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Showing content with the highest reputation on 09/21/2018 in all areas

  1. 5 points
    Brian N.

    Backstory on my brewing experience

    I tasted a good many home brews for years, some very good and others not so. Always looked like too much work and waiting. But after 25 years of marriage, my wife ran out of unique gifts, until MB. Small batches easy process and an hour in the kitchen so I gave it a try. My first beer was not great but there was hope and the support of this forum.
  2. 3 points
    only a matter of time until everything you look at you will ask 'can i put this in beer?' or 'can i make beer in this?' soon you will be coming up with recipes like smoked chipotle porters or banana rye bread hefeweisen... hmm... that sounds interesting to me. a hefe made with a rye/wheat grain bill, fermented hot to make banana esters. welcome to your new obsession.
  3. 2 points
    oldbagobones

    Backstory on my brewing experience

    I just thought I'd chime in here on my experience in the past with brewing. It was about 40 years ago (yeah, I'm old) and I knew nothing about brewing. I bought a carboy and some extract and I don't remember what from a newly opened brewer supply store. I did not know a thing about beer brewing, but I knew I liked beer so I gave it a shot. I put all the stuff I bought into that carboy and thought, I'll have some beer in no time! Well, I made about every mistake that any newbie could. I knew nothing about sanitizing or temperature control or just about anything else that the you need to pay attention to. Needless to say after bottling and what I thought was a good amount of conditioning, I refrigerated the bottles and waited till the next day to try my new found hobby. My excited anticipation for a cold beer was instantly dashed upon tasting the absolute worst carbonated horse piss on earth. Gave me the case of the "I can't do this crap" and decided not to do it again. After all this time has passed and the creation of so many micro breweries and all kinds of beer recipes, I thought I'd give it one more shot. This forum has been the absolute best place for information and I really appreciate all you people that are so helpful and encouraging to keep one from giving up. I only wish this was here back when I first tried brewing, I probably wouldn't have quit then and taken so long to return to the craft. Thanks again for everyone's help in keeping it real.
  4. 2 points
    Shrike

    Upcoming Brewing Schedule

    Looks like it'll make a tasty beer. I'd go with the Golden Light DME and omit the Booster, but that's just me. Brew that beer!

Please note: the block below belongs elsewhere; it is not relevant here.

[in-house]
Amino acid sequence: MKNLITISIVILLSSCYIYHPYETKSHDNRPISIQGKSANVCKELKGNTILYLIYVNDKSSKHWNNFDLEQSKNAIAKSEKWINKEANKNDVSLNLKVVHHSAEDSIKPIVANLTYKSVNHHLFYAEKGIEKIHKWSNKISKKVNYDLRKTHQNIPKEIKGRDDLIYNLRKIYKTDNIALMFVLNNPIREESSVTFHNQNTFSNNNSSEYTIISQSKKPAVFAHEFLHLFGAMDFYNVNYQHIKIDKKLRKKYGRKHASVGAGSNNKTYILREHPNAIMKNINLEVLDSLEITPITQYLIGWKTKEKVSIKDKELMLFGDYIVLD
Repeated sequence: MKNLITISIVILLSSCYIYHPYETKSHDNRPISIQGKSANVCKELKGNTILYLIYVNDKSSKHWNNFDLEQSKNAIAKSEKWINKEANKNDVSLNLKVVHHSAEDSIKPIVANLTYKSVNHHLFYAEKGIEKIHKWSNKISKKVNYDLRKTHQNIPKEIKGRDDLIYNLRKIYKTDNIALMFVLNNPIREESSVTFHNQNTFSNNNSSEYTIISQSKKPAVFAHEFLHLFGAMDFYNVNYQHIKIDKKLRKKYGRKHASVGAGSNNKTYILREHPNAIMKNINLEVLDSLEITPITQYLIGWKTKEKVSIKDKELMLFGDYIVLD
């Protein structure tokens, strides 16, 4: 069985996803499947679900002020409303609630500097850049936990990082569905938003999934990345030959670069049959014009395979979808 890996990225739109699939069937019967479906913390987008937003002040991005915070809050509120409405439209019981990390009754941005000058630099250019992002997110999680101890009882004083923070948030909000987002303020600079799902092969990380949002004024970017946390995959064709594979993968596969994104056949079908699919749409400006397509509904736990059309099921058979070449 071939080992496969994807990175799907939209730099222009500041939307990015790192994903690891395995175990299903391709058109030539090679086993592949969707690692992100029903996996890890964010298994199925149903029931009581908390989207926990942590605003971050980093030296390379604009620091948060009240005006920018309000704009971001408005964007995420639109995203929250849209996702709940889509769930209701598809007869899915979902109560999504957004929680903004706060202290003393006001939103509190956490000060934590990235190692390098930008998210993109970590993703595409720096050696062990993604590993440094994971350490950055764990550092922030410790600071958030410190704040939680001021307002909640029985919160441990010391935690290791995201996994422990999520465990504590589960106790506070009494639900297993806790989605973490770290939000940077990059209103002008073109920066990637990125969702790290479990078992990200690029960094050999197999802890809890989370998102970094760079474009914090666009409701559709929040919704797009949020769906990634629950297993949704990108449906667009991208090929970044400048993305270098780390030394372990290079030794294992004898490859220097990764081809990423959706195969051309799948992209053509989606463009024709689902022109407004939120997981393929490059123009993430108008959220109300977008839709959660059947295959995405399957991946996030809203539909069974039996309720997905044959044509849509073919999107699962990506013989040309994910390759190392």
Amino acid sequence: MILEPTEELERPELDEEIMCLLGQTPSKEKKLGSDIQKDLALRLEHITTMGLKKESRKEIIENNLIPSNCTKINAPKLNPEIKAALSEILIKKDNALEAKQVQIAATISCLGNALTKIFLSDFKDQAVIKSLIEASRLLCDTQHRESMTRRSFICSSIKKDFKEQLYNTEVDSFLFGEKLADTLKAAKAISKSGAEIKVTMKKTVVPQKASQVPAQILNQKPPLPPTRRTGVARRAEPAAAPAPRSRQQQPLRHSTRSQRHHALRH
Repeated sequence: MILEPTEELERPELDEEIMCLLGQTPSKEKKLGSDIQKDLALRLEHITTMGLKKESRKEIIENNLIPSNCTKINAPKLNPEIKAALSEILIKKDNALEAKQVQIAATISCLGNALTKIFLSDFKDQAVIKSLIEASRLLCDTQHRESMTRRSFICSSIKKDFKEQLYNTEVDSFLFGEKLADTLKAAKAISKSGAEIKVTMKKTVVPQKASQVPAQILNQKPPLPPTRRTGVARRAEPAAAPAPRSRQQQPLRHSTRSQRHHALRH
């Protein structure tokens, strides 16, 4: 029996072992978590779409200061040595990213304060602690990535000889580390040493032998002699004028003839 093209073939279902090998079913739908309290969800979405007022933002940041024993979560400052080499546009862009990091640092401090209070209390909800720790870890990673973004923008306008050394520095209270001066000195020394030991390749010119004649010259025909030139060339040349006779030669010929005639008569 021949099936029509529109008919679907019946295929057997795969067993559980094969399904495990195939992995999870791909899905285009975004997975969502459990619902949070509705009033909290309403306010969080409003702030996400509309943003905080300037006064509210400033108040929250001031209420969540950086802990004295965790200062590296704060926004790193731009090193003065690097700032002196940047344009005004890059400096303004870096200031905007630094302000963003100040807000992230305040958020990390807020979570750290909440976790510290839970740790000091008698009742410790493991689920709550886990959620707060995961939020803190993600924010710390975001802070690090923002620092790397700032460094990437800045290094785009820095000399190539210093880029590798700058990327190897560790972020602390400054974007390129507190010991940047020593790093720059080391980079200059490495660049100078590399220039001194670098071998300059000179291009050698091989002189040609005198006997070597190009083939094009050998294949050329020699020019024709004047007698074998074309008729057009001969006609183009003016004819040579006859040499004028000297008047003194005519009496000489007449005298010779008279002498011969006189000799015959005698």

5. 2 points
    Nickfixit

    Backstory on my brewing experience

    I tried in the UK in the 1960's using HME from Boot's drug store. (Yeah, I am no spring chicken either which is one reason I like 2 gal LBK that I can carry, instead of 5 gal monsters.) Dissolve malt and sugar yeast and wait. I also tried using grain and hops, what a pain. No info about sterilization/sanitation except wash thoroughly. I covered my plastic pail with a tea towel to keep dust out. I got alcoholic beverage for sure. It tasted beerish but not great. I gave one to a neighbor and he walked around his yard for an hour with a colander on his head (don't ask). I tried again in the USA in 1980's. I got some beer but not great again. When I found Mr. Beer 215 brews ago It was so easy and results were good enough that I continued.😀
  6. 1 point
    Creeps McLane

    MUG Nationals

    I’m either bottling my beer this weekend or next. I hate bottling. Please let me know if I can save the effort.
  7. 1 point
    deuce2005

    Conditioning/Cider flavor

    Well, I stand corrected on my brews at least, I had an odd like off flavor, hard to describe, tasted like a cidery yeast. Sorry not good at describing off flavors. I follow the directions 21 days in the LBK, about as long conditioning in the bottle, and then a few days in the fridge. I have since changed my mind like many others. I might have rushed the whole process. I noticed one I drank today which has been bottled since sometime later August didn't taste half bad, and I was enjoying it instead of just choking it down. I really think after reading the instructions carefully that my beer might have been still fermenting, as the beer had some sweet taste to it when I bottled. So I might not have had off flavors at all, but really just normal quick fermentation jitters, and lack of patience!
  8. 1 point
    Bonsai & Brew

    Something other than booster

    If I brewed this one again I might skip the booster and partial mash with 4-6 oz. Maris Otter (or 2-row) and a couple oz. of Caramel 60. If you were feeling adventurous, you could even throw in an oz. of roasted malt to get the Irish Red dryness.
  9. 1 point
    planewrench

    Something other than booster

    Rose's Rambling Red. I really like red ales!
  10. 1 point
    Creeps McLane

    Conditioning/Cider flavor